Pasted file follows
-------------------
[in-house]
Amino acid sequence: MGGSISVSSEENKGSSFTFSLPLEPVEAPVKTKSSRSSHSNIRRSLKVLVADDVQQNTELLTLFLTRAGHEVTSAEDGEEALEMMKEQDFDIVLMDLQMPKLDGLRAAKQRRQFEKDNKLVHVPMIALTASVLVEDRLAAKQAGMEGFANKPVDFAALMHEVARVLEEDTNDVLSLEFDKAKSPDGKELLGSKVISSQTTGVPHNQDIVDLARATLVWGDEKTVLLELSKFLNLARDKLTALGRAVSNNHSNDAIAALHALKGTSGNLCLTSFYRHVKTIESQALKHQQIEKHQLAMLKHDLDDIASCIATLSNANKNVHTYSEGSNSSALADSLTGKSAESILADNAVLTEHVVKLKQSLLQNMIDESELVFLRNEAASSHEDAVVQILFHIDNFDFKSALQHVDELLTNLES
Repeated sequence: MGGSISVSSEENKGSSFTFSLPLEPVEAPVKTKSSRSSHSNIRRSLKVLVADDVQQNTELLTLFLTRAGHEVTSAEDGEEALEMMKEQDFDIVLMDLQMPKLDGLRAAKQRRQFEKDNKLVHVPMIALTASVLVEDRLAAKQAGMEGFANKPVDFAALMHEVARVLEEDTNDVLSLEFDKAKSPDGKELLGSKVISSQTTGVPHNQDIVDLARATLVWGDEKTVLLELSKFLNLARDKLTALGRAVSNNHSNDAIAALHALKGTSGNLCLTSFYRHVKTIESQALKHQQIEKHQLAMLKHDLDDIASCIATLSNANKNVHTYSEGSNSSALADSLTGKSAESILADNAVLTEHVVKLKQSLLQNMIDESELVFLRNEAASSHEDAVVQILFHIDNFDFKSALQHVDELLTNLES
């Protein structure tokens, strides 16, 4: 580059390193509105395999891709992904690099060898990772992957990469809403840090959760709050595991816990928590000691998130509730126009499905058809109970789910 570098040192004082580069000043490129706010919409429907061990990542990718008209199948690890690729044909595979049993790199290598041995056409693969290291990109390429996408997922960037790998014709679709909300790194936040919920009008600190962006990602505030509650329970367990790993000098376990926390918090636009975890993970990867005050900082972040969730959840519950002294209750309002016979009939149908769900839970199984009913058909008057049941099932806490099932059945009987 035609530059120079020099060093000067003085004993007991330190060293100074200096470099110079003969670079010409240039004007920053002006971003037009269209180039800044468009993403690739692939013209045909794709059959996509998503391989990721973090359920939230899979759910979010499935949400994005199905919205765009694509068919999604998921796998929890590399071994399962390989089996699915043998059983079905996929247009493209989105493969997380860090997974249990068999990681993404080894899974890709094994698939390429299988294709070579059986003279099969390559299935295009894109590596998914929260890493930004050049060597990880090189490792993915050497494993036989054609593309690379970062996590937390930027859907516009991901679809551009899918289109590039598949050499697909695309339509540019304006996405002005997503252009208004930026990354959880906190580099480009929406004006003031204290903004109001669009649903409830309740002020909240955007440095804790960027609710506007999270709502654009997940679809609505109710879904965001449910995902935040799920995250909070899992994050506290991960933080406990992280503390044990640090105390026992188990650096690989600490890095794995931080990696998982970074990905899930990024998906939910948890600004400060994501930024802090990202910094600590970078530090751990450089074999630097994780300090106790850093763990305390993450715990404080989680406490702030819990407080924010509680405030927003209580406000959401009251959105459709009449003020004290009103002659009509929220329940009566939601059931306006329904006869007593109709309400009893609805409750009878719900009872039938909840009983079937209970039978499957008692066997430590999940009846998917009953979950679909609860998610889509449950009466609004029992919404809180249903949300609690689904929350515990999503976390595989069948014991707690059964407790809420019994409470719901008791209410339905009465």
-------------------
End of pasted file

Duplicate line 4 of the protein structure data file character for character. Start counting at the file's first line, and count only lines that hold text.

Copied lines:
């Protein structure tokens, strides 16, 4: 580059390193509105395999891709992904690099060898990772992957990469809403840090959760709050595991816990928590000691998130509730126009499905058809109970789910 570098040192004082580069000043490129706010919409429907061990990542990718008209199948690890690729044909595979049993790199290598041995056409693969290291990109390429996408997922960037790998014709679709909300790194936040919920009008600190962006990602505030509650329970367990790993000098376990926390918090636009975890993970990867005050900082972040969730959840519950002294209750309002016979009939149908769900839970199984009913058909008057049941099932806490099932059945009987 035609530059120079020099060093000067003085004993007991330190060293100074200096470099110079003969670079010409240039004007920053002006971003037009269209180039800044468009993403690739692939013209045909794709059959996509998503391989990721973090359920939230899979759910979010499935949400994005199905919205765009694509068919999604998921796998929890590399071994399962390989089996699915043998059983079905996929247009493209989105493969997380860090997974249990068999990681993404080894899974890709094994698939390429299988294709070579059986003279099969390559299935295009894109590596998914929260890493930004050049060597990880090189490792993915050497494993036989054609593309690379970062996590937390930027859907516009991901679809551009899918289109590039598949050499697909695309339509540019304006996405002005997503252009208004930026990354959880906190580099480009929406004006003031204290903004109001669009649903409830309740002020909240955007440095804790960027609710506007999270709502654009997940679809609505109710879904965001449910995902935040799920995250909070899992994050506290991960933080406990992280503390044990640090105390026992188990650096690989600490890095794995931080990696998982970074990905899930990024998906939910948890600004400060994501930024802090990202910094600590970078530090751990450089074999630097994780300090106790850093763990305390993450715990404080989680406490702030819990407080924010509680405030927003209580406000959401009251959105459709009449003020004290009103002659009509929220329940009566939601059931306006329904006869007593109709309400009893609805409750009878719900009872039938909840009983079937209970039978499957008692066997430590999940009846998917009953979950679909609860998610889509449950009466609004029992919404809180249903949300609690689904929350515990999503976390595989069948014991707690059964407790809420019994409470719901008791209410339905009465």